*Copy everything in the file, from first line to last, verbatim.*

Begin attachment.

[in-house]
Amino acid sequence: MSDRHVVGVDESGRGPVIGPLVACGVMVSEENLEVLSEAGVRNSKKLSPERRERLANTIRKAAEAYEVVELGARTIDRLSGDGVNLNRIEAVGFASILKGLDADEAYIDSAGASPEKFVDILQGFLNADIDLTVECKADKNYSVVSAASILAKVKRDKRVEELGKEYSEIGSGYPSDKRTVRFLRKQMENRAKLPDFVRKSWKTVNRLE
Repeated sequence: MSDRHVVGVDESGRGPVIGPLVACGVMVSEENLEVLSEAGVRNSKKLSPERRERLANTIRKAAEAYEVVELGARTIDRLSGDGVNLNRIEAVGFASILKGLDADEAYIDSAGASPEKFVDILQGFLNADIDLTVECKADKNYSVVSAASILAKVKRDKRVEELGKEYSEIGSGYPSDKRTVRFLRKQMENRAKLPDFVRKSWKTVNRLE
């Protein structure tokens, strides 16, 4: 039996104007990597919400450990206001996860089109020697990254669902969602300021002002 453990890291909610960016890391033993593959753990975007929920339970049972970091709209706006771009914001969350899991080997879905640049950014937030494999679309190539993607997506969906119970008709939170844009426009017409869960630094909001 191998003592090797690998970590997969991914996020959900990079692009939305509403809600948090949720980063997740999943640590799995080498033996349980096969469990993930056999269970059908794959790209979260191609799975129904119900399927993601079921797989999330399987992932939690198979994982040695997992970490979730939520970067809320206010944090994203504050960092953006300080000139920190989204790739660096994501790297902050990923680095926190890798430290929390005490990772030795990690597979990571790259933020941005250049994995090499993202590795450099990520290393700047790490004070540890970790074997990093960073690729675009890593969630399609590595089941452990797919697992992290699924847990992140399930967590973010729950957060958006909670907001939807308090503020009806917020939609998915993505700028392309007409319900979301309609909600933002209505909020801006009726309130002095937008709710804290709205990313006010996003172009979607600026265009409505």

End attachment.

[in-house]
Amino acid sequence: MSDRHVVGVDESGRGPVIGPLVACGVMVSEENLEVLSEAGVRNSKKLSPERRERLANTIRKAAEAYEVVELGARTIDRLSGDGVNLNRIEAVGFASILKGLDADEAYIDSAGASPEKFVDILQGFLNADIDLTVECKADKNYSVVSAASILAKVKRDKRVEELGKEYSEIGSGYPSDKRTVRFLRKQMENRAKLPDFVRKSWKTVNRLE
Repeated sequence: MSDRHVVGVDESGRGPVIGPLVACGVMVSEENLEVLSEAGVRNSKKLSPERRERLANTIRKAAEAYEVVELGARTIDRLSGDGVNLNRIEAVGFASILKGLDADEAYIDSAGASPEKFVDILQGFLNADIDLTVECKADKNYSVVSAASILAKVKRDKRVEELGKEYSEIGSGYPSDKRTVRFLRKQMENRAKLPDFVRKSWKTVNRLE
């Protein structure tokens, strides 16, 4: 039996104007990597919400450990206001996860089109020697990254669902969602300021002002 453990890291909610960016890391033993593959753990975007929920339970049972970091709209706006771009914001969350899991080997879905640049950014937030494999679309190539993607997506969906119970008709939170844009426009017409869960630094909001 191998003592090797690998970590997969991914996020959900990079692009939305509403809600948090949720980063997740999943640590799995080498033996349980096969469990993930056999269970059908794959790209979260191609799975129904119900399927993601079921797989999330399987992932939690198979994982040695997992970490979730939520970067809320206010944090994203504050960092953006300080000139920190989204790739660096994501790297902050990923680095926190890798430290929390005490990772030795990690597979990571790259933020941005250049994995090499993202590795450099990520290393700047790490004070540890970790074997990093960073690729675009890593969630399609590595089941452990797919697992992290699924847990992140399930967590973010729950957060958006909670907001939807308090503020009806917020939609998915993505700028392309007409319900979301309609909600933002209505909020801006009726309130002095937008709710804290709205990313006010996003172009979607600026265009409505």